And could you tell us, Sir, how much you benefit in your own retirement from this fat civil service pension scheme?



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John Adams
Once again you nailed it on the head
If you were our CE (or at least if CY listened to you just a little bit) HK would be a much happier and better- managed place for the "average person" to live in
"Average" = middle- class people like you and me, not to mention the vast majority several layers lower down the social scale who survive - in many cases - on re-cycling spent copies of the SCMP ( not to mention all the free rag mags) rather than actually reading them
Social welfare and corporate welfarism are loaded terms
JvdK may wish to elaborate on their significance in the HK context
HK has too many MB /BM owning welfare recipients
vacationing in resorts all over SE Asia
taking advantage of mis projected sympathy
for financially independent octogenarians
who help recyle used carton as a pastime
City governments everywhere offer incentives to local / foreign investments
Let’s follow the money of social and corporate welfare
and compare how they benefit / undermine HK’s long term development
To psl...
'City governments everywhere offer incentives to local / foreign investments
Let’s follow the money of social and corporate welfare
and compare how they benefit / undermine HK’s long term development '
I really like this idea to see where the money and benefits go. But it is a very tall order for any local individual or think tank able to achieve.
I would suggest to commission The Brookings Institution -- a US think tank which was reported to have earned the highest ranking (read today's Lai See) in the world to do the investigation.
I suspect Gini co-efficient is the term you are searching rather cluelessly for
What’s often neglected about Gini index is that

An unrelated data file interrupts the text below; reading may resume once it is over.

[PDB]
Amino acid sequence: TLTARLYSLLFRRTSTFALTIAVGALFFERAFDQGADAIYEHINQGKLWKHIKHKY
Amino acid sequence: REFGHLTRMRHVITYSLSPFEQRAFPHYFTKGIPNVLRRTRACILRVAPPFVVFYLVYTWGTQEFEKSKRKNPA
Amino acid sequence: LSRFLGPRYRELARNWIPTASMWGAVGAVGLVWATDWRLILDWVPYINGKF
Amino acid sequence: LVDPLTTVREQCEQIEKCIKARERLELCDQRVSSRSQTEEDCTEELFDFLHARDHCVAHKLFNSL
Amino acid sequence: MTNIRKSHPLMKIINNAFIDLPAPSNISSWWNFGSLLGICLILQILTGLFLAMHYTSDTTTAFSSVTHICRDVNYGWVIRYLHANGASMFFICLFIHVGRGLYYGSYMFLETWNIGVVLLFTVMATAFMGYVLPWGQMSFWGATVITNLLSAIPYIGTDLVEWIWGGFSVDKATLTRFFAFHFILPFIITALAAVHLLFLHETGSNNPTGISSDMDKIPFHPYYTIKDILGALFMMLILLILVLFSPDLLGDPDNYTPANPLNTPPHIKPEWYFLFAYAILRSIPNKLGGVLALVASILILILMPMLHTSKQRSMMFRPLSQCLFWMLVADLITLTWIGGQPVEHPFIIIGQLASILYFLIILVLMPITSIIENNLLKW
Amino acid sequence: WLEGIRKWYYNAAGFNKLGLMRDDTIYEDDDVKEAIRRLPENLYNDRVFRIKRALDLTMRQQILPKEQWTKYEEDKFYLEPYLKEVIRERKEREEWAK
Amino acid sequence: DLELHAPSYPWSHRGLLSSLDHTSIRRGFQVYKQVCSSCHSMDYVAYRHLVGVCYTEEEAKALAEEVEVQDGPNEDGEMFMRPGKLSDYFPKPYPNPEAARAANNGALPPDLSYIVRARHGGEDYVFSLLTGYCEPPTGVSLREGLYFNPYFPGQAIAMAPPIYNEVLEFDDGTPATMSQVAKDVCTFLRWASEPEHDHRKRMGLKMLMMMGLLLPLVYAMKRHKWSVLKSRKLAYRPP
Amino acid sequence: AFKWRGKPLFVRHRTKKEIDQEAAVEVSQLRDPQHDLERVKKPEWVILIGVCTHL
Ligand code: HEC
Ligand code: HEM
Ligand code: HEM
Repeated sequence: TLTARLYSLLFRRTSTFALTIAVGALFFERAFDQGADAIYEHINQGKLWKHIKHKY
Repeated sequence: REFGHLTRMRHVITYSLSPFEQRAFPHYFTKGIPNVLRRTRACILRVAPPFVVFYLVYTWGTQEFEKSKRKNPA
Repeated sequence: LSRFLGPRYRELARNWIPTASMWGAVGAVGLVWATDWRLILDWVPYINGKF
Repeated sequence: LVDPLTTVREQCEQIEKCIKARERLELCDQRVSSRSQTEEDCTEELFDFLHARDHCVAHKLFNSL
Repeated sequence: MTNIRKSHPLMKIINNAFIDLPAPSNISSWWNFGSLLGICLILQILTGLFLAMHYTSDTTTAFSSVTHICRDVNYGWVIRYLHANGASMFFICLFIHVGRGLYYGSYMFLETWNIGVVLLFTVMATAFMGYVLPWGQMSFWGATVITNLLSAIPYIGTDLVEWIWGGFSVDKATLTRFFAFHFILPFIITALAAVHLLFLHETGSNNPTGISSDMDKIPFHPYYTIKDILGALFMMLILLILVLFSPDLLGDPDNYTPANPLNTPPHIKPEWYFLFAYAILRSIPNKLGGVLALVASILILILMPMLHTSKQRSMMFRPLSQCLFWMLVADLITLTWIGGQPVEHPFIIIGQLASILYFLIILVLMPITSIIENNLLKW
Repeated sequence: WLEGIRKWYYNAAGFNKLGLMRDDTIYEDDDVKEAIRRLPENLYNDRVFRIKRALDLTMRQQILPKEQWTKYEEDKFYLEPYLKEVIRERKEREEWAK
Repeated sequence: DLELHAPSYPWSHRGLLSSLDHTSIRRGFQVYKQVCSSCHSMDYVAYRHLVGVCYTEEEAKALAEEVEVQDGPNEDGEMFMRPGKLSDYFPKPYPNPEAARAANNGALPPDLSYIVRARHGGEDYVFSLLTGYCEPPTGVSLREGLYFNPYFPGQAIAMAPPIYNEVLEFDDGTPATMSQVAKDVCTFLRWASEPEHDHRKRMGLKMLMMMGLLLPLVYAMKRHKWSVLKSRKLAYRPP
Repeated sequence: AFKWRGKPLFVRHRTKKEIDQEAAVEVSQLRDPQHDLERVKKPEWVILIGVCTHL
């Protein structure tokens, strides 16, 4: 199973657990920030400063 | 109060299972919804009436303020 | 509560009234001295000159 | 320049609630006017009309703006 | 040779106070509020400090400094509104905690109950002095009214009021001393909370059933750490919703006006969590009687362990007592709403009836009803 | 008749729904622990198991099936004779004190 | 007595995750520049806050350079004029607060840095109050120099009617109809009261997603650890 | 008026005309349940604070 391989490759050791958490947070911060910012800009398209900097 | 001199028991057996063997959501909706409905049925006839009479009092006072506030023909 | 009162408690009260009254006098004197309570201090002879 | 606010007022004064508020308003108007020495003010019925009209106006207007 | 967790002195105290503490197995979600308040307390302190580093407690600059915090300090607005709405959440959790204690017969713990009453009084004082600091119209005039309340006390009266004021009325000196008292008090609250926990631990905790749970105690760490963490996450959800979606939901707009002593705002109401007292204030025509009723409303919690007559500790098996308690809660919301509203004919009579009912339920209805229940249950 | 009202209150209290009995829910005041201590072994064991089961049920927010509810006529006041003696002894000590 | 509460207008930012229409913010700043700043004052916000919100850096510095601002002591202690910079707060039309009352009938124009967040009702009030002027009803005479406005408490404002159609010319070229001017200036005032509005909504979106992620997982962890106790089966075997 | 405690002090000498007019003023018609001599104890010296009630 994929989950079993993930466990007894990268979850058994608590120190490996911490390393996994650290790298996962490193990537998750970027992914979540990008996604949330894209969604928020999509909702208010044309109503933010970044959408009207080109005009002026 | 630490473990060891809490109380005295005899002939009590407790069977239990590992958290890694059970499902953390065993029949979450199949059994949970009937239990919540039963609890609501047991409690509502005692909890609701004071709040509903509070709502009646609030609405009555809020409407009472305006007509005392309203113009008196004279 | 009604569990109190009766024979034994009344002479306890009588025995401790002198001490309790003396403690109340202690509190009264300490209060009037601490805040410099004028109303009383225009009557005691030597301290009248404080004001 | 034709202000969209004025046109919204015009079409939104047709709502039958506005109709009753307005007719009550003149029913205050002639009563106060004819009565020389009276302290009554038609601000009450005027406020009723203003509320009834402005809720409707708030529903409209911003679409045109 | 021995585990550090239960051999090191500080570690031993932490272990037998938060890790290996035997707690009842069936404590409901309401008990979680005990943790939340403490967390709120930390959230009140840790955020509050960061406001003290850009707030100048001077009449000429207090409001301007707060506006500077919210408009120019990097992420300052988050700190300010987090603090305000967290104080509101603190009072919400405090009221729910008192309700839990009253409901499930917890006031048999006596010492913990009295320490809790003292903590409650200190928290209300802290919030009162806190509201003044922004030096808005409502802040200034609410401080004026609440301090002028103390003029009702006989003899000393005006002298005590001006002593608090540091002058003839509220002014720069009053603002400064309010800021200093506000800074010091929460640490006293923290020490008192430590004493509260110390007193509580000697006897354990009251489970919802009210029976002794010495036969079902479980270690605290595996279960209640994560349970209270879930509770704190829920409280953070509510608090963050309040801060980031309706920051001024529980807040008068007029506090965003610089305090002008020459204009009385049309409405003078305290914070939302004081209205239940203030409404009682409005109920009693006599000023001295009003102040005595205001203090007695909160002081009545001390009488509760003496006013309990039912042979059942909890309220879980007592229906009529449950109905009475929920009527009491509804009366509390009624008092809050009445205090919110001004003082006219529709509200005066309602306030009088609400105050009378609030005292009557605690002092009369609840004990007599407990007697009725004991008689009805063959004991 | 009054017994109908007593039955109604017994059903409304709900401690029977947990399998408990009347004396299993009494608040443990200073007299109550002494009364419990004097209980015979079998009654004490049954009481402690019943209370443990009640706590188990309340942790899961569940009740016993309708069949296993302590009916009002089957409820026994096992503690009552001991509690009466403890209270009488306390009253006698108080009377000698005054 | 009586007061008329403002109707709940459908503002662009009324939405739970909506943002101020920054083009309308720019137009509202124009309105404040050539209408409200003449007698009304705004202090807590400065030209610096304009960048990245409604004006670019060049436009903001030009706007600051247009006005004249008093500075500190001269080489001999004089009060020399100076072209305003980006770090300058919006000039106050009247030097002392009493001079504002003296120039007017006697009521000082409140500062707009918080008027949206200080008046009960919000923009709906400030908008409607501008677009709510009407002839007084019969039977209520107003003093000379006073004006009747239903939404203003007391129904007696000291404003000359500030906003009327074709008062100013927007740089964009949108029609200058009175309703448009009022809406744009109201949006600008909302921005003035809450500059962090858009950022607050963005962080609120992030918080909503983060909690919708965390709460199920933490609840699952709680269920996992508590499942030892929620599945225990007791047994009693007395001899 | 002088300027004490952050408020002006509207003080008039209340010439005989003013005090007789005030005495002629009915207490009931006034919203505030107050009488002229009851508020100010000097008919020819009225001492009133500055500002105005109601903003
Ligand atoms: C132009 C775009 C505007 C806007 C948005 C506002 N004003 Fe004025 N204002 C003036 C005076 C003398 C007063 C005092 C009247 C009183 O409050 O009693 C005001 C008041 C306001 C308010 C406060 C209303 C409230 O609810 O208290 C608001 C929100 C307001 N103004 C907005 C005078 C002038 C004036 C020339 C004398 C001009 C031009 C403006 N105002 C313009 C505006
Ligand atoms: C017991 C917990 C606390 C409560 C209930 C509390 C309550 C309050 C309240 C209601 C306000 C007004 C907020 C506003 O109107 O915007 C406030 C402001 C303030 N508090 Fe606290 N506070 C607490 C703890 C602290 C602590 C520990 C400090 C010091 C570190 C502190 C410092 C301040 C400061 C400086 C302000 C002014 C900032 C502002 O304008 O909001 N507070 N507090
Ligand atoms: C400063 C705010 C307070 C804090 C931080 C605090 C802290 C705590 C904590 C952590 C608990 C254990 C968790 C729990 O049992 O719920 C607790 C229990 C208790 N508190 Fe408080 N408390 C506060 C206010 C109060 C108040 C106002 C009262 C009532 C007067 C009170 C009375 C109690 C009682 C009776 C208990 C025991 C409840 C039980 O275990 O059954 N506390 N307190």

it also measures the superficiality of sloganeering demagogues
For some practical understanding
it may be appreciated against G Clark’s “The Son Also Rises”
My proposal, revised to improve clarity, is
“Let’s follow the (monies paid for) social and (for) corporate welfare
and compare how they (undermine / benefit) HK’s long term development

To psl...
Let's not forget that much of what constitutes welfare for individuals (subsidized housing, transport, healthcare) is actually a benefit to employers so they can continue to pay less than subsistence wages.
Earlier comment on Lau's same article:
It is indisputable that Leung’s workfare is a daring act that would invite political disagreement. Surprisingly not much from the people but mainly more from government itself by the questionable in ability and loyalty of the Financial Secretary,
In my view, for Hong Kong government to assist effectively the middle class is to help out in their mortgage payment so that one income instead two can be a choice. Life quality would immediately be improved for them.
CY Leung should think outside of the box again by using the trillions of reserve to reimburse the flat owners whose various property taxes had contributed to the government’s reserve which is sitting idling.
Professor's comment may be creating a wrong impression in our current affair.
How often to landlords pass on rate rebates to their tenants?
Never- so what's the point ?
To ker....